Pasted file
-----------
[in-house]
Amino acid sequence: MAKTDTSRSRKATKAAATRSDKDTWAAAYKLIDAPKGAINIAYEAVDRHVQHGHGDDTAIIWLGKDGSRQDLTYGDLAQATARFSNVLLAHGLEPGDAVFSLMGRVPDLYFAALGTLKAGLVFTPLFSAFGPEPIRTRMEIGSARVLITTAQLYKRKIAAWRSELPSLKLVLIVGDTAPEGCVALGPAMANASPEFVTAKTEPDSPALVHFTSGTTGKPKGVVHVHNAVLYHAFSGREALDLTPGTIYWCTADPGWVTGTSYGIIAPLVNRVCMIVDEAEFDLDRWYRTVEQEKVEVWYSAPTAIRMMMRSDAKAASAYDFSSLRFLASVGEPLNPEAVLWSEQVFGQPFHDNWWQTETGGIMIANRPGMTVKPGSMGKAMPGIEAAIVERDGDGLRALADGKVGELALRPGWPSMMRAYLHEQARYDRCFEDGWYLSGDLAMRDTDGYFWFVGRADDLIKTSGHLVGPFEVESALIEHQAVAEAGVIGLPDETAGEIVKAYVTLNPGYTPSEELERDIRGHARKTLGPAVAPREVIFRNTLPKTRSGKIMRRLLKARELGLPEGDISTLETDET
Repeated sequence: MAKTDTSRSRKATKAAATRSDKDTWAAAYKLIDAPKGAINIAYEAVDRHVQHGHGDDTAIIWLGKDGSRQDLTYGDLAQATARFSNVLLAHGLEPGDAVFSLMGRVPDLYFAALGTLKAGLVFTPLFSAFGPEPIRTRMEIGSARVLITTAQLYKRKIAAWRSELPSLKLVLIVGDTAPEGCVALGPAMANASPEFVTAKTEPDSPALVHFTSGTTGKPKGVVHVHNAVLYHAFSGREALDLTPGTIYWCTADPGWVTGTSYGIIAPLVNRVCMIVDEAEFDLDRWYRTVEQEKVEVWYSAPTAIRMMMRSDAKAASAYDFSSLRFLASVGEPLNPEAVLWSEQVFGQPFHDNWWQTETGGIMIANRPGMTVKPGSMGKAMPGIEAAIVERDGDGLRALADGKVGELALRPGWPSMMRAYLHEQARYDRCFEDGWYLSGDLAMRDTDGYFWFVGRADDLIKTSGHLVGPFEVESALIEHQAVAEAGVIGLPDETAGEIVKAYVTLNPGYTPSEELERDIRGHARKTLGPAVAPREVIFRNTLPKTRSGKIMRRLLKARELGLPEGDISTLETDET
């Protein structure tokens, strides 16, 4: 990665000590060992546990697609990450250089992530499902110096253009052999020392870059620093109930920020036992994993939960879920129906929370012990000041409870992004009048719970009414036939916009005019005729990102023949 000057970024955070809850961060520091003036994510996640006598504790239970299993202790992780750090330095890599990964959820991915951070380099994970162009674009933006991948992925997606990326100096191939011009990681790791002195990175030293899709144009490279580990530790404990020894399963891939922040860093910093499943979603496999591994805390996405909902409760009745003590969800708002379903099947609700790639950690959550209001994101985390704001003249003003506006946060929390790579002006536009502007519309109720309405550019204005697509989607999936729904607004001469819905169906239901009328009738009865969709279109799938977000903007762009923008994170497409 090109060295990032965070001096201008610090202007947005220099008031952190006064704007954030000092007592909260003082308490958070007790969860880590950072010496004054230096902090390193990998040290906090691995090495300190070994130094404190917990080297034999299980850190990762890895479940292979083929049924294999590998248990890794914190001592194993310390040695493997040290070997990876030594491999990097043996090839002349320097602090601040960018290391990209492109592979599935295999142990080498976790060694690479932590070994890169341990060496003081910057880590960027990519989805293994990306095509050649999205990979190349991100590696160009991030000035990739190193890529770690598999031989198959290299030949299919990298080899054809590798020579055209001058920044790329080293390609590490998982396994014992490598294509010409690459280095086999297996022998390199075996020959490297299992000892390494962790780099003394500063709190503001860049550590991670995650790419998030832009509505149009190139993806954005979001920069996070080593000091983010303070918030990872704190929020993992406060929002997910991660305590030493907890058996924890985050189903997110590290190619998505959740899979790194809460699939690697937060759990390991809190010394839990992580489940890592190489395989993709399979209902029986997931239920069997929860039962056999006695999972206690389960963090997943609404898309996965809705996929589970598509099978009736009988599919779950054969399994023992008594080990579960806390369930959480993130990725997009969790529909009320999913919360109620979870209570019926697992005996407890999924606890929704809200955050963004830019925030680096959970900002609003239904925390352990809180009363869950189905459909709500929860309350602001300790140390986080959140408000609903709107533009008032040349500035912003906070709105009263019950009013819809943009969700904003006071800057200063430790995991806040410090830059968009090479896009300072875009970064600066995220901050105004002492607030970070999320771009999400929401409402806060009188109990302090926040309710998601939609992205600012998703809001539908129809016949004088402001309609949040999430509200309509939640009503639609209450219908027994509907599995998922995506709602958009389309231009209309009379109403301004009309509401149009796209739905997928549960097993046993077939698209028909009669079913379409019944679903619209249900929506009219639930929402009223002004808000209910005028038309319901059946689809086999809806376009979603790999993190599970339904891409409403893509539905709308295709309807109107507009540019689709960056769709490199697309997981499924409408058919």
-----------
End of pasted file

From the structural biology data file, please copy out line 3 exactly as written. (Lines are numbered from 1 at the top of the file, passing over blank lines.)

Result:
Repeated sequence: MAKTDTSRSRKATKAAATRSDKDTWAAAYKLIDAPKGAINIAYEAVDRHVQHGHGDDTAIIWLGKDGSRQDLTYGDLAQATARFSNVLLAHGLEPGDAVFSLMGRVPDLYFAALGTLKAGLVFTPLFSAFGPEPIRTRMEIGSARVLITTAQLYKRKIAAWRSELPSLKLVLIVGDTAPEGCVALGPAMANASPEFVTAKTEPDSPALVHFTSGTTGKPKGVVHVHNAVLYHAFSGREALDLTPGTIYWCTADPGWVTGTSYGIIAPLVNRVCMIVDEAEFDLDRWYRTVEQEKVEVWYSAPTAIRMMMRSDAKAASAYDFSSLRFLASVGEPLNPEAVLWSEQVFGQPFHDNWWQTETGGIMIANRPGMTVKPGSMGKAMPGIEAAIVERDGDGLRALADGKVGELALRPGWPSMMRAYLHEQARYDRCFEDGWYLSGDLAMRDTDGYFWFVGRADDLIKTSGHLVGPFEVESALIEHQAVAEAGVIGLPDETAGEIVKAYVTLNPGYTPSEELERDIRGHARKTLGPAVAPREVIFRNTLPKTRSGKIMRRLLKARELGLPEGDISTLETDET